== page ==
1. Black Monday
“In England, where boys go to boarding schools, if the holidays were not long there would be no opportunity for cultivating the domestic affections.”—Letter of Lord Campbell’s, 1835.
On a certain Monday evening late in January, 1881, Paul Bultitude, Esq. (of Mincing Lane, Colonial Produce Merchant), was sitting alone in his dining-room at Westbourne Terrace after dinner.
The room was a long and lofty one, furnished in the stern uncompromising style of the Mahogany Age, now supplanted by the later fashions of decoration which, in their outset original and artistic, seem fairly on the way to become as meaningless and conventional.
Here were no skilfully contrasted shades of grey or green, no dado, no distemper on the walls; the woodwork was grained and varnished after the manner of the Philistines, the walls papered in dark crimson, with heavy curtains of the same colour, and the sideboard, dinner-waggon, and row of stiff chairs were all carved in the same massive and expensive style of ugliness. The pictures were those familiar presentments of dirty rabbits, fat white horses, bloated goddesses, and misshapen boors, by masters who, if younger than they assume to be, must have been quite old enough to know better.
Mr. Bultitude was a tall and portly person, of a somewhat pompous and overbearing demeanour; not much over fifty, but looking considerably older. He had a high shining head, from which the hair had mostly departed, what little still remained being of a grizzled auburn, prominent pale blue eyes with heavy eyelids[Pg 4] and fierce, bushy whitey-brown eyebrows. His general expression suggested a conviction of his own extreme importance, but, in spite of this, his big underlip drooped rather weakly and his double chin slightly receded, giving a judge of character reason for suspecting that a certain obstinate positiveness observable in Mr. Bultitude’s manner might possibly be due less to the possession of an unusually strong will than to the circumstance that, by some fortunate chance, that will had hitherto never met with serious opposition.
The room, with all its æsthetic shortcomings, was comfortable enough, and Mr. Bultitude’s attitude—he was lying back in a well-wadded leather arm-chair, with a glass of claret at his elbow and his feet stretched out towards the ruddy blaze of the fire—seemed at first sight to imply that happy after-dinner condition of perfect satisfaction with oneself and things in general, which is the natural outcome of a good cook, a good conscience, and a good digestion.
At first sight; because his face did not confirm the impression—there was a latent uneasiness in it, an air of suppressed irritation, as if he expected and even dreaded to be disturbed at any moment, and yet was powerless to resent the intrusion as he would like to do.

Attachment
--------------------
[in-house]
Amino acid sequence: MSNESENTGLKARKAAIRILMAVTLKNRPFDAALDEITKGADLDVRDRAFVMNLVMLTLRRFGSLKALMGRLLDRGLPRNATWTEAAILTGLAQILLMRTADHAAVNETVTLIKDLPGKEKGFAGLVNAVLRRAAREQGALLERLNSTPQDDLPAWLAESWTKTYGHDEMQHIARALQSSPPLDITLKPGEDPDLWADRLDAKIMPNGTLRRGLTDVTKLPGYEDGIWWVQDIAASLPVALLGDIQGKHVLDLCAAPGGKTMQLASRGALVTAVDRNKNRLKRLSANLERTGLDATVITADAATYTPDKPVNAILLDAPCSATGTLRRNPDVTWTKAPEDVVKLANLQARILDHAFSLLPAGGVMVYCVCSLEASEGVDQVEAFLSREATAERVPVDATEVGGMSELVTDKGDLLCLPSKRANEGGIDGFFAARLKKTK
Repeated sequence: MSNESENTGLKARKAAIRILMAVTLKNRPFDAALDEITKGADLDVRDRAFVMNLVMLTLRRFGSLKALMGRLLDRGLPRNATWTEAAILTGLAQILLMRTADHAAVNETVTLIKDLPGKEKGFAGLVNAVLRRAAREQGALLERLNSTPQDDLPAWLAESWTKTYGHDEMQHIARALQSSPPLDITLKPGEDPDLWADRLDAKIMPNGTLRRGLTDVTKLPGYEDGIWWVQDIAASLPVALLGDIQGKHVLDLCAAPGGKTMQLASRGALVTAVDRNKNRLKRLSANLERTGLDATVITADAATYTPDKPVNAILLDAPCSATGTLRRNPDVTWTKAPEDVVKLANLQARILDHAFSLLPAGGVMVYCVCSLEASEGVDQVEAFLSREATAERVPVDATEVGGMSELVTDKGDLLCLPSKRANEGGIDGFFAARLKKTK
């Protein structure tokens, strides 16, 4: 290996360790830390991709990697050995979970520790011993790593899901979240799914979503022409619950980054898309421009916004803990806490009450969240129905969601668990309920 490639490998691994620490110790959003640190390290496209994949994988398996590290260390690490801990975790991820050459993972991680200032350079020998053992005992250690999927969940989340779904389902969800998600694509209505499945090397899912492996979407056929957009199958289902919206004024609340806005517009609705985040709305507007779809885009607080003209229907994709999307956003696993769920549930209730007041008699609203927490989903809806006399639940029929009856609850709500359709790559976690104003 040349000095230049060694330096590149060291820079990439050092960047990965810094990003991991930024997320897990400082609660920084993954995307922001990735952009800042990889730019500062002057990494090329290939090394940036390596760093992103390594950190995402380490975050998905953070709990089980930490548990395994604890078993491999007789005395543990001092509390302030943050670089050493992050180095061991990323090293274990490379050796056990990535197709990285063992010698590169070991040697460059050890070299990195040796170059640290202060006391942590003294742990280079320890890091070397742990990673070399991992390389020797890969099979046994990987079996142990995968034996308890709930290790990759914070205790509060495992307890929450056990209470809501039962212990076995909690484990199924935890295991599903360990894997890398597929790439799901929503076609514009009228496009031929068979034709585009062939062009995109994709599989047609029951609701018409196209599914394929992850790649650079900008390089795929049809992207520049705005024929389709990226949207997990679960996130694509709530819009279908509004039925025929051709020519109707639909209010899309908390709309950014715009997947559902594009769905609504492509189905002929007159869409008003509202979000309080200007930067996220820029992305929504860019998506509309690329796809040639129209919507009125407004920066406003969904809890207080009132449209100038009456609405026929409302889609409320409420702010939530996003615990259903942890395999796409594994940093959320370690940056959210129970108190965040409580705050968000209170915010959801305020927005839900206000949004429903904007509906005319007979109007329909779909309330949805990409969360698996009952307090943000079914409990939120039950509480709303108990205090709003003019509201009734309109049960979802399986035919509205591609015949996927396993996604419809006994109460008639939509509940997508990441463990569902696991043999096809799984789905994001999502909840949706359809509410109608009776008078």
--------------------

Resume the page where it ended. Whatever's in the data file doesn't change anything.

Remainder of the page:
At the slightest sound in the hall outside he would half rise in his chair and glance at the door with a mixture of alarm and resignation, and as often as the steps died away and the door remained closed, he would sink back and resettle himself with a shrug of evident relief.
Habitual novel readers on reading thus far will, I am afraid, prepare themselves for the arrival of a faithful cashier with news of irretrievable ruin, or a mysterious and cynical stranger threatening disclosures of a disgraceful nature.
But all such anticipations must at once be ruthlessly dispelled. Mr. Bultitude, although he was certainly a merchant, was a fairly successful one—in direct defiance[Pg 5] of the laws of fiction, where any connection with commerce seems to lead naturally to failure in one of the three volumes.
He was an elderly gentleman, too, of irreproachable character and antecedents; no Damocles’ sword of exposure was swinging over his bald but blameless head; he had no disasters to fear and no indiscretions to conceal. He had not been intended for melodrama, with which, indeed, he would not have considered it a respectable thing to be connected.
In fact, the secret of his uneasiness was so absurdly simple and commonplace that I am rather ashamed to have made even a temporary mystery of it.
His son Dick was about to return to school that evening, and Mr. Bultitude was expecting every moment to be called upon to go through a parting scene with him; that was really all that was troubling him.
This sounds very creditable to the tenderness of his feelings as a father—for there are some parents who bear such a bereavement at the close of the holidays with extraordinary fortitude, if they do not actually betray an unnatural satisfaction at the event.